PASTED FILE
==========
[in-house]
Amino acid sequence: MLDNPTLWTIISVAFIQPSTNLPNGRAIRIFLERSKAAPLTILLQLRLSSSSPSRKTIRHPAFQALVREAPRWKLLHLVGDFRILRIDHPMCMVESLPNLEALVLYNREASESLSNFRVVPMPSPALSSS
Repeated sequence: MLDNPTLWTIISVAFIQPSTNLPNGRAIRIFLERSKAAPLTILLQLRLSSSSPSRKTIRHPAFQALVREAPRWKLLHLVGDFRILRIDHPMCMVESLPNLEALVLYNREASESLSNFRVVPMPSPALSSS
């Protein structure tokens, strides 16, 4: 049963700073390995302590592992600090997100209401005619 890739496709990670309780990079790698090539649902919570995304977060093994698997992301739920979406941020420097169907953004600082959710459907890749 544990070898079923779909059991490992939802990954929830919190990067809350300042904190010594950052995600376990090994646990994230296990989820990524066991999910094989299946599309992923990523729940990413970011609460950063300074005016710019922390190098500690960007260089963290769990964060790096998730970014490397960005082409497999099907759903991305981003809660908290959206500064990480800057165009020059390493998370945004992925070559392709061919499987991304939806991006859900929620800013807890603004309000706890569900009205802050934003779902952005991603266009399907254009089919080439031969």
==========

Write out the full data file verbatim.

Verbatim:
[in-house]
Amino acid sequence: MLDNPTLWTIISVAFIQPSTNLPNGRAIRIFLERSKAAPLTILLQLRLSSSSPSRKTIRHPAFQALVREAPRWKLLHLVGDFRILRIDHPMCMVESLPNLEALVLYNREASESLSNFRVVPMPSPALSSS
Repeated sequence: MLDNPTLWTIISVAFIQPSTNLPNGRAIRIFLERSKAAPLTILLQLRLSSSSPSRKTIRHPAFQALVREAPRWKLLHLVGDFRILRIDHPMCMVESLPNLEALVLYNREASESLSNFRVVPMPSPALSSS
């Protein structure tokens, strides 16, 4: 049963700073390995302590592992600090997100209401005619 890739496709990670309780990079790698090539649902919570995304977060093994698997992301739920979406941020420097169907953004600082959710459907890749 544990070898079923779909059991490992939802990954929830919190990067809350300042904190010594950052995600376990090994646990994230296990989820990524066991999910094989299946599309992923990523729940990413970011609460950063300074005016710019922390190098500690960007260089963290769990964060790096998730970014490397960005082409497999099907759903991305981003809660908290959206500064990480800057165009020059390493998370945004992925070559392709061919499987991304939806991006859900929620800013807890603004309000706890569900009205802050934003779902952005991603266009399907254009089919080439031969």